© 2023 Aspen Public Radio
Play Live Radio
Next Up:
0:00 0:00
Available On Air Stations
Aspen Public Radio is proud to present select lectures, discussions, and conversations from area events and festivals, thanks to a remarkable collection of community partners. Click here to view the full archive. Events are recorded at no cost to the partner and archived here online; select recordings are broadcast on Aspen Public Radio Sunday nights at 7 p.m.

Earthjustice President Abigail Dillen with Wilderness Workshop's Will Roush

Explore Booksellers

This event was recorded on August 9, 2023 at Explore Booksellers, in partnership with Aspen Public Radio.

Explore Booksellers and Environment America hosted Earthjustice President Abigail Dillen and Carbondale’s Wilderness Workshop Executive Director Will Roush at Explore for a discussion on the environmental movement’s efforts to equitably address the climate and biodiversity crises.

For decades, their organizations have partnered to limit and ultimately stop the leasing and extraction of fossil fuels on public lands. From protecting iconic landscapes like the Roan Plateau and the Thompson Divide to closing loopholes that allow oil and gas companies to hold onto leases for decades beyond what the law allows, Earthjustice and Wilderness Workshop are fighting to protect our public lands, save at-risk species, and ensure equitable environmental solutions.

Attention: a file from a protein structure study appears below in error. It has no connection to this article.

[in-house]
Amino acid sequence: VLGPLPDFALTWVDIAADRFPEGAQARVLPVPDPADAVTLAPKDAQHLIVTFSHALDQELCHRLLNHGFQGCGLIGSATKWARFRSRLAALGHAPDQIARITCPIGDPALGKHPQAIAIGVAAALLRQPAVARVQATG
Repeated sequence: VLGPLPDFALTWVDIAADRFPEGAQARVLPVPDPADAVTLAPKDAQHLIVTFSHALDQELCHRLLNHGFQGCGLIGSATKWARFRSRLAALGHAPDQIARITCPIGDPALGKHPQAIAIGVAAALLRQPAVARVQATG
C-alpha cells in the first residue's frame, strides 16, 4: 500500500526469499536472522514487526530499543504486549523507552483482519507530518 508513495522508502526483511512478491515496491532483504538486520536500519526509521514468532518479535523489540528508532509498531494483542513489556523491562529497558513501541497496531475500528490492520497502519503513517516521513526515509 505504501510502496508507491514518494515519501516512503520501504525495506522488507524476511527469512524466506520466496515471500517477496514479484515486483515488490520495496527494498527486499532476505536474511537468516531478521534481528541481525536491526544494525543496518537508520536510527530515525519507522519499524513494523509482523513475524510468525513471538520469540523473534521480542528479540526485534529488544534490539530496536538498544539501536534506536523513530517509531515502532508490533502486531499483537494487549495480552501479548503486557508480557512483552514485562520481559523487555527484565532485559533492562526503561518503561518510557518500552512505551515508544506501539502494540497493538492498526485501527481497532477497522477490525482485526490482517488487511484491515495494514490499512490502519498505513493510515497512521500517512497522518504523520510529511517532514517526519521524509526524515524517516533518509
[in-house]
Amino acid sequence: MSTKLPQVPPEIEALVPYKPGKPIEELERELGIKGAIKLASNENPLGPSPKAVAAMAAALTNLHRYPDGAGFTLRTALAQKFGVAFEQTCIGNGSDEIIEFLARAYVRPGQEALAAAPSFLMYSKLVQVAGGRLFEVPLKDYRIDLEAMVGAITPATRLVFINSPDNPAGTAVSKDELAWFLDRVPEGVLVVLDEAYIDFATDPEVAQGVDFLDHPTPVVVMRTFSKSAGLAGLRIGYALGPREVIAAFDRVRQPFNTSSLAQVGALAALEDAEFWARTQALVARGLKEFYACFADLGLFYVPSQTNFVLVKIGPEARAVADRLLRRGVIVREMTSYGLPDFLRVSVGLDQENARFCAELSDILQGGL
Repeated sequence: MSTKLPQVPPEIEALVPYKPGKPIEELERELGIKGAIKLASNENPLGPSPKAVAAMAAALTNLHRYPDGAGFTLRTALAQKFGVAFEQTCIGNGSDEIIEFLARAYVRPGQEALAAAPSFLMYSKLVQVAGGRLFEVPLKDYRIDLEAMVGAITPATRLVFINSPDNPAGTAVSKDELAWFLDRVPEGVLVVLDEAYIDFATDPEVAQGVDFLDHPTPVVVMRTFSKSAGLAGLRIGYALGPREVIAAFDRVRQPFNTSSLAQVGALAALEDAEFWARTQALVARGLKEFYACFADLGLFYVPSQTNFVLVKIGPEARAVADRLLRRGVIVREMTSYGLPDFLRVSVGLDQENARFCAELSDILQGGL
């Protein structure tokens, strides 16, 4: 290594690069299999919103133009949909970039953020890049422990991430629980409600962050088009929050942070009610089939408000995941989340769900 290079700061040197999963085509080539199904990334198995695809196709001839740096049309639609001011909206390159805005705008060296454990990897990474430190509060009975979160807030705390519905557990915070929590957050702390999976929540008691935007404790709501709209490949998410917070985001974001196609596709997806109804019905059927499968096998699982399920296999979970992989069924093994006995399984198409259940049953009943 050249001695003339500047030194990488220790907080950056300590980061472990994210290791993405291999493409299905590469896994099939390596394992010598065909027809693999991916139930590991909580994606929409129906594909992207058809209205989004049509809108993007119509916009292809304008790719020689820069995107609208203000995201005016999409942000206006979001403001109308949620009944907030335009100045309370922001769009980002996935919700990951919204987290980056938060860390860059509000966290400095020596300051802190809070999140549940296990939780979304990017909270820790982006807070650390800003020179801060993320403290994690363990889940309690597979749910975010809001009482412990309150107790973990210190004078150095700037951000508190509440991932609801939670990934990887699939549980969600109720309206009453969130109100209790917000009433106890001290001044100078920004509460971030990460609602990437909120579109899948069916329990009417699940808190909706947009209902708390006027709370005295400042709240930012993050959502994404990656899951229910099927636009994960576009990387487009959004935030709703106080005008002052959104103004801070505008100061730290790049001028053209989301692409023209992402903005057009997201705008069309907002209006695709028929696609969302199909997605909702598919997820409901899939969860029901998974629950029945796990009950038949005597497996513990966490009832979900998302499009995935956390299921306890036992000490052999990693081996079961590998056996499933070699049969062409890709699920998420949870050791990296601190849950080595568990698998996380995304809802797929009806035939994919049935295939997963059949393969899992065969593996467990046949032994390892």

With over 200 lawyers plus research analysts, policy experts, and scientists, Earthjustice is the nation’s premier nonprofit public interest environmental law organization. Founded in 1971, Earthjustice has saved irreplaceable wildlands, cleaned up the air we breathe, and fueled the rise of 100% clean energy. They have protected countless species on the brink of extinction, and secured long-overdue, historic limits on our nation’s worst polluting industries. Its motto: We are here because the earth needs a good lawyer.

Co-founded in 1967 “Maroon Belles” Connie Harvey, Joy Caudill, and Dottie Fox, Wilderness Workshop secured congressional designation for the Hunter-Fryingpan, Collegiate Peaks, West Elks, and Raggeds Wilderness Areas, and doubled the acreage within the Maroon Bells-Snowmass Wilderness Area, altogether securing nearly a half-million acres of wilderness in the White River National Forest.

Major projects included strengthening the Colorado Roadless Rule, launching the forest-wide Hidden Gems Wilderness Campaign, reducing habitat fragmentation in the revision of the WRNF Travel Plan, and invalidating Bush-era management plans for the Roan Plateau.